It is not uncommon that I raise an accessibility or usability issue with a client’s design or implementation and am met with either “But Google does this”, or “But Apple does this.” Mostly it is the default response to any issue I raise, but it is far worse when it is a reaction to a genuine technical failure or problem real users have identified.
That response does not address the problem I may have raised. It avoids. It offloads responsibility. It declines to even try.
# Grant the Cloud Run Admin role to the Cloud Build service account
gcloud projects add-iam-policy-binding $GC_PROJECT \
--member "serviceAccount:[email protected]" \
# Grant the IAM Service Account User role to the Cloud Build service account on the Cloud Run runtime service account
gcloud iam service-accounts add-iam-policy-binding \
[email protected] \
--member="serviceAccount:[email protected]" \
💡 To know the values for GC_PROJECT(_ID) and GC_PROJECT_NUMBER, run gcloud projects list or go to the Home of your project inside Cloud Console.
After running these two commands, re-trigger a build and Google Cloud Build will be able to deploy your built container onto Google Cloud Run.
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In succession to Google Maps’s Quiet Transformation, a new – and very extensive and highly interesting – comparison by the same author. He start off by taking a look at the level of detail when it comes to buildings.
But these buildings are more than just a pretty detail—they appear to be the foundation for one of Google Maps’s newest features…
The fun part begins when you start combining these building shapes with places (such as restaurants, coffee shops, etc.) to create “Areas of Interest” which represent commercial corridors. These AOIs are coloured differently on a map, allowing you to quickly recognise ‘m by just glancing at the map.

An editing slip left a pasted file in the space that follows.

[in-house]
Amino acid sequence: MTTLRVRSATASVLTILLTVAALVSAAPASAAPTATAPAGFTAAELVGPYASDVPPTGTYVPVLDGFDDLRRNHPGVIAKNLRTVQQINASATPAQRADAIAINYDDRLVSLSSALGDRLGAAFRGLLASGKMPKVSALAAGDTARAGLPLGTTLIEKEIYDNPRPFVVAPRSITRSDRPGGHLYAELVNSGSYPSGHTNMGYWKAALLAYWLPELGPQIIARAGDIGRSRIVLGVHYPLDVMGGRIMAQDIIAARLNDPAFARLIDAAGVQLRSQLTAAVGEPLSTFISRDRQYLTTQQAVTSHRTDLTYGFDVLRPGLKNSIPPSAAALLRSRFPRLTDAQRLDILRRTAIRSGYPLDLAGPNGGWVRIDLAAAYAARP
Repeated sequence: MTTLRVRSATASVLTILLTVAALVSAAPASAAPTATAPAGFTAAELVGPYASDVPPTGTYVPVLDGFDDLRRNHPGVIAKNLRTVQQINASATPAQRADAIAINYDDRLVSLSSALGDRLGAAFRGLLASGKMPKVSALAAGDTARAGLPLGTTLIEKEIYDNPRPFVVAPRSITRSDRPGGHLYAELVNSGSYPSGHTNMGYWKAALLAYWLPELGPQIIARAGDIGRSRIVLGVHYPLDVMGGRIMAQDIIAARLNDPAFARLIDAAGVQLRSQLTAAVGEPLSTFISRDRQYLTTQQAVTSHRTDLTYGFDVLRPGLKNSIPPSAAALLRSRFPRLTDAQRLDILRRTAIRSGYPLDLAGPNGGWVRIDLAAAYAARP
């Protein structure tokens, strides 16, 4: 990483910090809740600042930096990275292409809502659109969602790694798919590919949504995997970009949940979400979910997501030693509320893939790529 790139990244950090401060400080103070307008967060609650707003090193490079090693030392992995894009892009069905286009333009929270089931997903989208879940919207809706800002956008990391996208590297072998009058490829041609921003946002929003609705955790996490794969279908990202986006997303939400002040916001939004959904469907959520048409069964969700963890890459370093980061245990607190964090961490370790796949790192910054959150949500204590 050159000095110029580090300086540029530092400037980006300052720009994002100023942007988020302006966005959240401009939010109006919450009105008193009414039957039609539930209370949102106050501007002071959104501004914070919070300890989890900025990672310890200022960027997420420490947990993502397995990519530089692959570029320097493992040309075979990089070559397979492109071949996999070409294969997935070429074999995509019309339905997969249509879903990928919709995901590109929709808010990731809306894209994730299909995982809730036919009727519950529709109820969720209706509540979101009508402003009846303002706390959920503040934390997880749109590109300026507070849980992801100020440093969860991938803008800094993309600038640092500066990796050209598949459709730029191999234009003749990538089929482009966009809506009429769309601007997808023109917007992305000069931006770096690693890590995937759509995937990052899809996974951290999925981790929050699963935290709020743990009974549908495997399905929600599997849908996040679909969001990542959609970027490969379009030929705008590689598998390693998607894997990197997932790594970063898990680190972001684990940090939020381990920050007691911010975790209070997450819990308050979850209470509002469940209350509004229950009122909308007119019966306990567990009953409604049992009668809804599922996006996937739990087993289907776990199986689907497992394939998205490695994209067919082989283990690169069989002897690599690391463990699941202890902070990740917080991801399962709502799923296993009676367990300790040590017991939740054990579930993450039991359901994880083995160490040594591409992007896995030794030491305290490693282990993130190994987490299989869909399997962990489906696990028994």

What about Apple Maps?
With “Areas of Interest”, Google has a feature that Apple doesn’t have. But it’s unclear if Apple could add this feature to its map in the near future.
The challenge for Apple is that AOIs aren’t collected—they’re created. And Apple appears to be missing the ingredients to create AOIs at the same quality, coverage, and scale as Google.
And “Areas of Interest” is just one of the things the author covers …
Now, I don’t wholeheartedly agree with this, as other experiments have already verified that Google indeed indexes JS content. What I think is going on is that Google has 2 crawlers: one dumb/fast one sans JS execution (to quickly index new sites), and a smart/slow one with JS execution (which visits the site later).
Also, I once read a similar article (but cannot seem to find it back) that used window.setTimeout to see how long Google allows the JS execution. If I remember correctly Google will let your scripts run for some time between 30 and 60 seconds max.
Okay, so I’m considering a switch to Android. No big deal. I’m following in the footsteps of many, many, many others. But what I find interesting outside of my own personal decision is that there seems to be a growing discontent with Apple — especially amongst former so-called fanboys/girls — and, at the same time, a growing appreciation of what Google have been doing, especially from a design perspective.
So I thought I’d try and pick this apart. What’s actually changed?
Apple indeed has been dropping the ball a few times lately. This part on Apple Music is spot on:
What a mess. Sure, it’s not a total failure from an interaction design point of view, but it’s a sub-par effort from a company that should really be far, far, far better than any other steaming music competitors. That Apple Music has been so successful is only down to the ecosystem they’ve cultivated — not because it offers a superior experience.
And that is also exactly why I am staying with Apple: the ecosystem has me quite locked in. Having used an Android for a whole month in late 2015 I started missing the fact that I could answer my phone using my MacBook Pro, my music (bought via iTunes) being available on all my devices (MacBook *and* TV *and* iPhone), iMessage, great/good quality apps in the App Store, Airplay, … (and yes, I do know that there are alternatives to each and every service available, but moving will definitely be quite a big hassle)
The new Google Fonts makes it easier than ever to browse our collection of open source designer fonts and learn more about the people who make them. Using the Material Design framework, we created a design that scales across different screen sizes and devices, and updated the entire look and feel of the site, from the overall interactivity all the way down to the logo design.